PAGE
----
Background: In the United States, Hispanics are disproportionately affected by HIV infection. However, Hispanic subgroups of varied national origin differ culturally and HIV may impact them differently.
Methods: We used information on Hispanics/Latinos diagnosed with HIV during 2006–2009 in 40 states and Puerto Rico, and aged ≥13 years, reported to the Centers for Disease Control and Prevention through June 2010, to examine the distribution of disease by selected characteristics, including place of birth and place of residence at diagnosis. We used Poisson regression to calculate the estimated annual percent change in the rate of HIV diagnoses and estimated prevalence ratios of a short HIV-to-AIDS interval (AIDS diagnosis within 12 months of HIV diagnosis). Analyses were adjusted for reporting delays and missing risk factor information.
Results: During 2006–2009, HIV infection was diagnosed among 33,498 Hispanics/Latinos. From 2006 to 2009, the annual rate of diagnoses decreased among Hispanics/Latinos [estimated annual percent change = –4.3%; 95% confidence interval (CI) = –6.5 to –2.0) including men (–2.8%; 95% CI = –5.2 to –0.4) and women (–9.8%; 95% CI = –13.2 to –6.3). The rate of HIV diagnosis remained stable by place of birth but decreased among Puerto Ricans (–13.1%; 95% CI = –17.0 to –9.0). Among Hispanics/Latinos, a short HIV-to-AIDS interval was more common in nonurban areas than in urban areas.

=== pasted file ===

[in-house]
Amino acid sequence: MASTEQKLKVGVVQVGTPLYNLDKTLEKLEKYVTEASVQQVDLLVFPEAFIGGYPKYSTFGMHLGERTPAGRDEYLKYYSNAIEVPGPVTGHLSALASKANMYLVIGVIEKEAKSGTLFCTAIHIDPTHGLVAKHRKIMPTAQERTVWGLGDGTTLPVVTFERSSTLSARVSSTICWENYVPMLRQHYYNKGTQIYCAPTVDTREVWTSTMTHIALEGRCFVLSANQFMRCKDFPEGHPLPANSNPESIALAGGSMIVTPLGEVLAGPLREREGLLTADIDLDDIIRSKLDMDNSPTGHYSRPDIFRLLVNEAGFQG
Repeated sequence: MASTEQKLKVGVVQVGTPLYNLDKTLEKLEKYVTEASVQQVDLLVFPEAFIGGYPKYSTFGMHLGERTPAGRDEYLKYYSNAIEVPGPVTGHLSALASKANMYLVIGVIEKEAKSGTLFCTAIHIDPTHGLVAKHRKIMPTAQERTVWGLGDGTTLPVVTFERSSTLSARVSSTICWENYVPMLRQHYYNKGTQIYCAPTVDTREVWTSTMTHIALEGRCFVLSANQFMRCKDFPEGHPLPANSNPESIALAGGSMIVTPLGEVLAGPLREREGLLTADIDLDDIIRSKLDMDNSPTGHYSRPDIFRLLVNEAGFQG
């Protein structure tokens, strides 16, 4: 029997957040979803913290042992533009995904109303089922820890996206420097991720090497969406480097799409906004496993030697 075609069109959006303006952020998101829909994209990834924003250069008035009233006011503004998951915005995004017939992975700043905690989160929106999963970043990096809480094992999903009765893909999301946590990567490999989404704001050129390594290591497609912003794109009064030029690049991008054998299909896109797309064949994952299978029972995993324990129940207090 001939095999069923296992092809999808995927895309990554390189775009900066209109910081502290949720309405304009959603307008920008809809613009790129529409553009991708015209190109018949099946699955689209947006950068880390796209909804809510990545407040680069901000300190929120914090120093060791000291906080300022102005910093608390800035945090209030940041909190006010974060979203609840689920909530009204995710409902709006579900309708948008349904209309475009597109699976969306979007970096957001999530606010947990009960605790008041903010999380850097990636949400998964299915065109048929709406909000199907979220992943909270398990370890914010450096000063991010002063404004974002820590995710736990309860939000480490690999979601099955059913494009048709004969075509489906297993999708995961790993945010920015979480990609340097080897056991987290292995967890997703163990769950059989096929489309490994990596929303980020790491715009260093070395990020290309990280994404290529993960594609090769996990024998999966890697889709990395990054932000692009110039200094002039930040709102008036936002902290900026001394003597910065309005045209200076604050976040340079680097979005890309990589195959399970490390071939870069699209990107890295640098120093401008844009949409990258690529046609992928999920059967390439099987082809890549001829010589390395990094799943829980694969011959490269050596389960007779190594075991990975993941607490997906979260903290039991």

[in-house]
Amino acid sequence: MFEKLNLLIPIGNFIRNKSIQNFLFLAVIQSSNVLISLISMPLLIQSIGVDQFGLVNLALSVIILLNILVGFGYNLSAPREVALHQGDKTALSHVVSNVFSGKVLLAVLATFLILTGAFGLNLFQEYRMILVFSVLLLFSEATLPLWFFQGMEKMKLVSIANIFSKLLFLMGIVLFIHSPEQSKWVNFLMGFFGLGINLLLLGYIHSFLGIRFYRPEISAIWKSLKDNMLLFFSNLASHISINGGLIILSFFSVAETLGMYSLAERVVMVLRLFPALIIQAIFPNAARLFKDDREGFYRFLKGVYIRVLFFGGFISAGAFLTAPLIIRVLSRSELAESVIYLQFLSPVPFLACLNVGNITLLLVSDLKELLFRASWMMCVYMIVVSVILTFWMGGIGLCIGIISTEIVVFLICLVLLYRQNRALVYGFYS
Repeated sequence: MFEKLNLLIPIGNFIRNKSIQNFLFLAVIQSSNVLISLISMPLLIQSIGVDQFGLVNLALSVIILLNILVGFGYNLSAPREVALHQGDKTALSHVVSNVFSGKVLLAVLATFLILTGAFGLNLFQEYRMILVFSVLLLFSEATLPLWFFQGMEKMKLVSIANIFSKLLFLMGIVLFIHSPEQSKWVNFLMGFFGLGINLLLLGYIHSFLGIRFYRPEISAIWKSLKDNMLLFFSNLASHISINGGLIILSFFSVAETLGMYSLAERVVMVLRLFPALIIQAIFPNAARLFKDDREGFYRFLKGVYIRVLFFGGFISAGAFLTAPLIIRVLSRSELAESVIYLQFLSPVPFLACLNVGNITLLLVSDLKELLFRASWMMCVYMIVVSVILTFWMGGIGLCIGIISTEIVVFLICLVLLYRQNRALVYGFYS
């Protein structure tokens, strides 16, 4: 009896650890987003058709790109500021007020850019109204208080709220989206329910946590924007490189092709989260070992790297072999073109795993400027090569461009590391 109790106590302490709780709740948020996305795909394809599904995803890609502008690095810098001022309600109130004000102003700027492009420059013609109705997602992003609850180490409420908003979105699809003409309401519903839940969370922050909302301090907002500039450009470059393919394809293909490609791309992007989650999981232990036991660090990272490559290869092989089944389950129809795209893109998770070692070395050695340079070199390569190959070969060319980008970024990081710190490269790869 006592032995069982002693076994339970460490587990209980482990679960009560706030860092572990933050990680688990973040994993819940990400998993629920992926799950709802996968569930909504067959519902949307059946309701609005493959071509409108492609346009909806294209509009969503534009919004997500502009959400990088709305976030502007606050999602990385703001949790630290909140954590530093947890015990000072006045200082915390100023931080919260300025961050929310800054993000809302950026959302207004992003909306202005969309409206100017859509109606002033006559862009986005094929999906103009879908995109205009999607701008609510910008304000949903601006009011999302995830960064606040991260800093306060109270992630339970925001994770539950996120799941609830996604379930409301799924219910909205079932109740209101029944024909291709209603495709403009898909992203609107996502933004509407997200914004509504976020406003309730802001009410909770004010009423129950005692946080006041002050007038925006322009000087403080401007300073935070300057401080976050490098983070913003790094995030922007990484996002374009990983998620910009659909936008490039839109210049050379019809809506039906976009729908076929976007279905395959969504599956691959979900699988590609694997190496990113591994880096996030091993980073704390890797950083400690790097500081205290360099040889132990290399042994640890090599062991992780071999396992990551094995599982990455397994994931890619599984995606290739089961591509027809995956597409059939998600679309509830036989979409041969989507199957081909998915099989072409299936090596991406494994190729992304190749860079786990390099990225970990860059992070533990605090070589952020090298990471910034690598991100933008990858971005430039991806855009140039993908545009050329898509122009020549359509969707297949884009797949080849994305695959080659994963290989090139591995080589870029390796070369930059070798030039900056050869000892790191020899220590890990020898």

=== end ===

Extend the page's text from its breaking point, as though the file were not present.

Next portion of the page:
Discussion: Diagnosis of HIV infection among Hispanics/Latinos decreased and HIV-to-AIDS intervals varied by place of birth and area of residence. To continue to decrease the incidence of HIV infection among Hispanics, prevention programs need to address cultural and regional differences.
Division of HIV/AIDS Prevention, National Center for HIV/AIDS, Viral Hepatitis, STD, and TB Prevention, Centers for Disease Control and Prevention, Atlanta, GA.
Correspondence to: Lorena Espinoza, DDS, MPH, Division of HIV/AIDS Prevention, National Center for HIV/AIDS, Viral Hepatitis, STD, and TB Prevention, Centers for Disease Control and Prevention, 1600 Clifton Road NE MS E-47, Atlanta, GA 30333 (e-mail: firstname.lastname@example.org).
The findings and conclusions in this article are those of the authors and do not necessarily represent the views of the Centers for Disease Control and Prevention.
The authors have no funding or conflicts of interest to disclose.
Received September 21, 2011
Accepted December 20, 2011